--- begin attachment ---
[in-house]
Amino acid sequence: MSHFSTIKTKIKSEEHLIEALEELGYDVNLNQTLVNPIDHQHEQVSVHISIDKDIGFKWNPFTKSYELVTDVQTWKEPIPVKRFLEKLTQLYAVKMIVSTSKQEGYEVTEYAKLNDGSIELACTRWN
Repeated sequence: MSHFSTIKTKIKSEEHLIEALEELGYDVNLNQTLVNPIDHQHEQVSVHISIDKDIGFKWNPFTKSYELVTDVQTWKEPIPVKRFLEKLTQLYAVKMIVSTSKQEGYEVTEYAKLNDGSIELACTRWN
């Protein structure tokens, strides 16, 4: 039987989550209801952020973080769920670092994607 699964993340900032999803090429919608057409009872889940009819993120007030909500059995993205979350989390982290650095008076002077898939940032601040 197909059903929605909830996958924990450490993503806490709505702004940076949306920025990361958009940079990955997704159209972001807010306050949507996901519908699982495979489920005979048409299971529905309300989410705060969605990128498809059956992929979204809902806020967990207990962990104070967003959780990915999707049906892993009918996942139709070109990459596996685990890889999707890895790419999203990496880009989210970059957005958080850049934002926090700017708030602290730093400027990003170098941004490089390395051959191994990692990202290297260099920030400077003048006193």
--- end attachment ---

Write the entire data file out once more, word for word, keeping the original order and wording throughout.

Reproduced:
[in-house]
Amino acid sequence: MSHFSTIKTKIKSEEHLIEALEELGYDVNLNQTLVNPIDHQHEQVSVHISIDKDIGFKWNPFTKSYELVTDVQTWKEPIPVKRFLEKLTQLYAVKMIVSTSKQEGYEVTEYAKLNDGSIELACTRWN
Repeated sequence: MSHFSTIKTKIKSEEHLIEALEELGYDVNLNQTLVNPIDHQHEQVSVHISIDKDIGFKWNPFTKSYELVTDVQTWKEPIPVKRFLEKLTQLYAVKMIVSTSKQEGYEVTEYAKLNDGSIELACTRWN
């Protein structure tokens, strides 16, 4: 039987989550209801952020973080769920670092994607 699964993340900032999803090429919608057409009872889940009819993120007030909500059995993205979350989390982290650095008076002077898939940032601040 197909059903929605909830996958924990450490993503806490709505702004940076949306920025990361958009940079990955997704159209972001807010306050949507996901519908699982495979489920005979048409299971529905309300989410705060969605990128498809059956992929979204809902806020967990207990962990104070967003959780990915999707049906892993009918996942139709070109990459596996685990890889999707890895790419999203990496880009989210970059957005958080850049934002926090700017708030602290730093400027990003170098941004490089390395051959191994990692990202290297260099920030400077003048006193």